Desmond Jennings’ first instinct was to simply try to move the potential tying run into scoring position. Fortunately for the Tampa Bay Rays, he settled on that being his second option.
”I haven’t been hitting the ball well, so in that situation with no outs, I thought about it,” Jennings said after hitting a first-pitch, two-run homer to the deepest part of the ball park to help rookie Chris Archer beat the Baltimore Orioles 2-1 on Friday night. ”I was going to give myself one pitch to strike it, and if that didn’t work, then maybe try to lay down a bunt.”
Archer (1-1) pitched seven strong innings, limiting the Orioles to Manny Machado’s third-inning RBI single and Ryan Flaherty’s fifth-inning double in his second start of the season.
The 24-year-old right-hander spent the first two months of the season at Triple-A Durham and allowed five runs and seven hits in four innings of a 5-0 loss to Cleveland after being promoted to the majors last weekend.
”It was one of those special nights that you try to tap into every game, and I was able to tap into it from pitch one. … I felt like I was in control the whole time, honestly. I was just sticking with what I felt and what was working,” Archer said. ”My misses were very small, so I was able to stay within myself. I didn’t have to change anything. I continued to execute pitches.”
Jennings homered to center field in the seventh inning off Jason Hammel (7-4), who lost on the road for the first time this year after winning his first six decisions away from Camden Yards.
”Properly struck,” Rays manager Joe Maddon said. ”That ball’s like Manny Ramirez territory. Not many go there. When you hit a home run to dead center field and you know it the moment the ball is struck, you’ve hit it well.”
Archer allowed one run, walked two and struck out two to earn his second career victory. Joel Peralta worked the eighth for the Rays, and Fernando Rodney finished the combined two-hitter with a perfect ninth for his 13th save in 18 opportunities.
”That’s what we’re supposed to look like. We’re supposed to pitch well, hope to get a timely hit and play some defense,” Maddon said. ”Listen. I’m not begrudging the offense. I’ll take it. But long-term for us to win and get back to the playoffs, win the World Series, we have to pitch like that.”
Hammel followed up his shortest outing of the season by taking a 1-0 lead into the seventh. The right-hander allowed five runs in three-plus innings of a 10-3 loss to Detroit last Saturday and was ejected from that game after yielding home runs to three consecutive batters and then hitting Matt Tuiasosopo with a pitch in the left shoulder.
The Orioles starter yielded two runs and six hits in 6 2-3 innings this time.
”Runs were at a premium. One mistake cost us,” Hammel said.
”That’s baseball. It’s a funny game, sometimes. You can have a pitcher’s duel, you can have a slugfest,” Hammel added. ”I like the pitching duel because it’s just fun. It’s suspenseful. Both guys are on their game and executing pitches. Tonight, it just ended up being the one pitch that cost us and myself the game.”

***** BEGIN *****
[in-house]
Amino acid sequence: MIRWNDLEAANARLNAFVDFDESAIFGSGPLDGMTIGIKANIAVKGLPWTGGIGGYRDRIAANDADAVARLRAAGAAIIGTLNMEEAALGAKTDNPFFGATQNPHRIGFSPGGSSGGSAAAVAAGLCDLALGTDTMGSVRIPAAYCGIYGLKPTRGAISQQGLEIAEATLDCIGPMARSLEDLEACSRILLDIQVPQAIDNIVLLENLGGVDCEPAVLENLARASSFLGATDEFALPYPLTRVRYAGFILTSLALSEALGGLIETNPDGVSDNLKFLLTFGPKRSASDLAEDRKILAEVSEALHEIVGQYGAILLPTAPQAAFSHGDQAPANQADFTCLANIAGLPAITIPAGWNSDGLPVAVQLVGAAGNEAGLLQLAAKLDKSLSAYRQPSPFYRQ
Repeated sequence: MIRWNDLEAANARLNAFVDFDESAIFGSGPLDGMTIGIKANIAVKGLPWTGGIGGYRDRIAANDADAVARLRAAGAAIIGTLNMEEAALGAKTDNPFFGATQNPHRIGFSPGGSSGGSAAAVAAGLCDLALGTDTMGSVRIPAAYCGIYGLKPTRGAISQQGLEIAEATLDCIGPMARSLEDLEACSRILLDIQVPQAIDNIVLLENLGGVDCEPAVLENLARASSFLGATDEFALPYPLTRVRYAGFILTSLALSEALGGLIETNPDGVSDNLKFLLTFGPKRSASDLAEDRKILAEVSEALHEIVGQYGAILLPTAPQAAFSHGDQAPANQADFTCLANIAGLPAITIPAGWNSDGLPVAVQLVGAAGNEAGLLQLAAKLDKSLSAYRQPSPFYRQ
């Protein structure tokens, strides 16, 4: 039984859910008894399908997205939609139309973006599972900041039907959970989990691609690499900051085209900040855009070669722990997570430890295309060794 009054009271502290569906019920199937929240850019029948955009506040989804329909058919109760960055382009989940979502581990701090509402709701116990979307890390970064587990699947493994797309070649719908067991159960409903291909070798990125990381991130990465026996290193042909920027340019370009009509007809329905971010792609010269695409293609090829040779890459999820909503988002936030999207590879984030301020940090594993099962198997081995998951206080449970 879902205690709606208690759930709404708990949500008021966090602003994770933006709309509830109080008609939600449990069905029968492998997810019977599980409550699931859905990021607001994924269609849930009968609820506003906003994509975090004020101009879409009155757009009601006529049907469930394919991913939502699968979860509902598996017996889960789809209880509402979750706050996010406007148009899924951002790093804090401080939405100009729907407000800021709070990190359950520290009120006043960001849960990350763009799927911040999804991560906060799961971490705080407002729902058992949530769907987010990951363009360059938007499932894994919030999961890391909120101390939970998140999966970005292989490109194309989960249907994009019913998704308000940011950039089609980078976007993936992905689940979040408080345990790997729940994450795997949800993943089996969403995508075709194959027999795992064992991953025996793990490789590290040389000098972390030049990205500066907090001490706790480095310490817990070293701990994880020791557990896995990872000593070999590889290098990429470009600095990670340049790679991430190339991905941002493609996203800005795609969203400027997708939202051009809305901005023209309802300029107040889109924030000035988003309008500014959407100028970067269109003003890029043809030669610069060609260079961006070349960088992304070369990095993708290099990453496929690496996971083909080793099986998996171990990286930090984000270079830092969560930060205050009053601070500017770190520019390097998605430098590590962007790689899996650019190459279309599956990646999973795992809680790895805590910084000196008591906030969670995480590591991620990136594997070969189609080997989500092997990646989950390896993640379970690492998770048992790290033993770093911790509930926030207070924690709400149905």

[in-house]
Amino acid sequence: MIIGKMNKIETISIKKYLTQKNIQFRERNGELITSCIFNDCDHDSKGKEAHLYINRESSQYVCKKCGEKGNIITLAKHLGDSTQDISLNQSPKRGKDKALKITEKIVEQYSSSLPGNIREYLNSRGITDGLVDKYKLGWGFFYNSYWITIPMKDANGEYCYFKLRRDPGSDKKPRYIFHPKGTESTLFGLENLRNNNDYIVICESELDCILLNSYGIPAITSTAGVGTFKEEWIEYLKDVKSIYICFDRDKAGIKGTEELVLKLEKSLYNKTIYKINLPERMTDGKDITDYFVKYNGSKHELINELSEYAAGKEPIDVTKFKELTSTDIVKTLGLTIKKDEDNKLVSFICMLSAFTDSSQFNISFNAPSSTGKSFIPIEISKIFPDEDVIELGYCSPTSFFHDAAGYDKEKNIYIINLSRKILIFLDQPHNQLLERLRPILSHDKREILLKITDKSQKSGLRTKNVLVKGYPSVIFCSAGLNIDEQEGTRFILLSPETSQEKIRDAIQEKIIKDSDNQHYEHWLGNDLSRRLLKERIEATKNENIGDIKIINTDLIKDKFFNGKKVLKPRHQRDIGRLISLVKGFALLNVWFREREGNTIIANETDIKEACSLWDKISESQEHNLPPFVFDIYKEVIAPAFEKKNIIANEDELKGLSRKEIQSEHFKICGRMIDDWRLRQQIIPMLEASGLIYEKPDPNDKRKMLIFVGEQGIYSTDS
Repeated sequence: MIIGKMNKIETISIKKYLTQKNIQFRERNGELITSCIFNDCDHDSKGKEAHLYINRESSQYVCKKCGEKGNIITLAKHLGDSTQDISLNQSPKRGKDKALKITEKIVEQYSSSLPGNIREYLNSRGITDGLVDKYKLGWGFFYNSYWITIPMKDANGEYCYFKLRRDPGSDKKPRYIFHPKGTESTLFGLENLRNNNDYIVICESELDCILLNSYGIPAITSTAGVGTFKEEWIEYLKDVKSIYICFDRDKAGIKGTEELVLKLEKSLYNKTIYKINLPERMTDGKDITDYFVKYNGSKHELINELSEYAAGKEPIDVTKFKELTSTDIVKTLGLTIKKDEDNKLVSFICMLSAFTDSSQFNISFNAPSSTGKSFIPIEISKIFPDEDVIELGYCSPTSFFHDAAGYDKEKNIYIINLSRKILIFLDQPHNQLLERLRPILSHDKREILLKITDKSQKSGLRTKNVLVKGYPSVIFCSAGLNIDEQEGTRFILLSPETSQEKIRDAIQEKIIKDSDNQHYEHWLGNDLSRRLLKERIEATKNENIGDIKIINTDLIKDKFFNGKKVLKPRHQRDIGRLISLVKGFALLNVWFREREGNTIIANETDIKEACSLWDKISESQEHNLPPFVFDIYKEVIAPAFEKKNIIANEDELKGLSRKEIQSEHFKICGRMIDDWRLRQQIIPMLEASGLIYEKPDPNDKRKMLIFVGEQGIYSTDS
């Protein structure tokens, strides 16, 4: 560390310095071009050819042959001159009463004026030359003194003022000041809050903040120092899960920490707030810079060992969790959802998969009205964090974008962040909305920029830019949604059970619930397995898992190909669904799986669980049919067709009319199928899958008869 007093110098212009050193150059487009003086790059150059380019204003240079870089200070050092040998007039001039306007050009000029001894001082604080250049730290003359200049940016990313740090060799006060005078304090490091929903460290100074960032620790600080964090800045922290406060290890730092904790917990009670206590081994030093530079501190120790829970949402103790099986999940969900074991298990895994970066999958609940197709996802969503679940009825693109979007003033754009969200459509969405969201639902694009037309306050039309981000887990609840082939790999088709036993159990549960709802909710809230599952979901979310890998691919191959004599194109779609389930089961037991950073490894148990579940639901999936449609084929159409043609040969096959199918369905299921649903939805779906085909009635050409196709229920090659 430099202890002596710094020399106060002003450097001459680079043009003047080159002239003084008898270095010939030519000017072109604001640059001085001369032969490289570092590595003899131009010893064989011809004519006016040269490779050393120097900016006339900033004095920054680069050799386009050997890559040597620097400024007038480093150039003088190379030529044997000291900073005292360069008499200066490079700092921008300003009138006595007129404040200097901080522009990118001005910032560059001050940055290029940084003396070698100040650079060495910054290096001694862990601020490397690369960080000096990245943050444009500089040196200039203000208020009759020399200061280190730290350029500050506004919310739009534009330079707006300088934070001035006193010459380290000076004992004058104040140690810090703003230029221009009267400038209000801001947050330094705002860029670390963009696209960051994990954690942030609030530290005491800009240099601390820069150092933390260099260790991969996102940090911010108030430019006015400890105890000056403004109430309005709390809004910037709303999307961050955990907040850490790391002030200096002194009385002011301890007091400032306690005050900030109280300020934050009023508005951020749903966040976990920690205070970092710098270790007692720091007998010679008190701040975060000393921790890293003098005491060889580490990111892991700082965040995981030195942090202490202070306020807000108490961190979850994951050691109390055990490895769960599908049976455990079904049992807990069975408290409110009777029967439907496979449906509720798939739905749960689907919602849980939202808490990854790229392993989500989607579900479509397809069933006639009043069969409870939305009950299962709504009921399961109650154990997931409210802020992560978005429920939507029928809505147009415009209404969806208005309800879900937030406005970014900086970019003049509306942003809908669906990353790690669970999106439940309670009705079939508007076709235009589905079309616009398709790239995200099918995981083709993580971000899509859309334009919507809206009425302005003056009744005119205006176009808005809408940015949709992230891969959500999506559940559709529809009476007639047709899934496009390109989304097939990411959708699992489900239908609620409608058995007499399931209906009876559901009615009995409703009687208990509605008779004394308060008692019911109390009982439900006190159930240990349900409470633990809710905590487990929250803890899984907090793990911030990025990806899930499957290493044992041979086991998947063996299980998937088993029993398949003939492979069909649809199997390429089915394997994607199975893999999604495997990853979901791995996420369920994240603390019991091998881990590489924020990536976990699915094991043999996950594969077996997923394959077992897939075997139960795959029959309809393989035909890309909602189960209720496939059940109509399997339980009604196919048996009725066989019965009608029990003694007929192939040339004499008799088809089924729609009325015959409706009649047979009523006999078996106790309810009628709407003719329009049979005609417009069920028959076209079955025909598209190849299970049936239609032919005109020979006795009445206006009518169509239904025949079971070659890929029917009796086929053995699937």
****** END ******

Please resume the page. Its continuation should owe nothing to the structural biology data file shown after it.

Baltimore manager Buck Showalter agreed.
”You have two good teams that played a close game and pitched well on both sides. A small margin of error,” Showalter said. ”They pitched just a tad better.”
Archer began the season as one of the top prospects in Tampa Bay’s minor league system. He made six appearances in the majors last season, including four starts, going 1-3 with a 4.60 ERA.
The Rays starter walked Chris Dickerson and Nate McLouth ahead of Machado’s two-out RBI single in the third. He gave up a two-out double to Flaherty in the fifth, but escaped further damage when Adam Jones grounded to shortstop to end the inning.
Hammel, the first Baltimore pitcher to enter June with at least seven wins since Mike Mussina in 1999, was just as good through six innings.
The Rays stranded runners in scoring position in the third and fourth innings, with Hammel retiring Kelly Johnson on a fly ball to right field to end one threat and getting Luke Scott to fly to center to stop the other.
Four the seven hits Archer allowed in his first start of the season against Cleveland came off his changeup. He didn’t have that problem Friday night.
”Last game I was just a little off, I didn’t execute pitches to some good hitters. I felt like I was in the same situation tonight, and . . . I was able to implement a changeup,” to Nick Markakis, who popped out with two runners on base in the third, Archer said.
”Last game I left that pitch up. So it was good to see my work come to … what’s the word? – fruition,” Archer added. ”I’ve never actually said that; I’ve typed it, but I’ve never actually said it, so I was a little unsure.”
NOTES: Reigning AL Cy Young Award winner David Price threw his first bullpen session since being placed on the 15-day disabled list with a strained left triceps. The Tampa Bay ace said he felt good after throwing 38 pitches. Price is scheduled to throw again Monday and hopes to pitch in a simulated game soon. … Markakis, the Orioles’ right fielder, rejoined the team after missing two games to attend his grandmother’s funeral. … Orioles first base coach Wayne Kirby missed Friday’s game to attend his daughter’s graduation. Einar Diaz filled in for Kirby, who will return Saturday. … Baltimore optioned OF Xavier Avery to Triple-A Norfolk and recalled LHP Mike Belfiore from Norfolk. … Rays LF Kelly Johnson returned to the lineup after sitting out two games due to back tightness. … Showalter said INF Brian Roberts (right hamstring) is making progress in his rehab program. Roberts, who was at the game, has been doing baseball activities at the Orioles’ complex in Sarasota, Fla.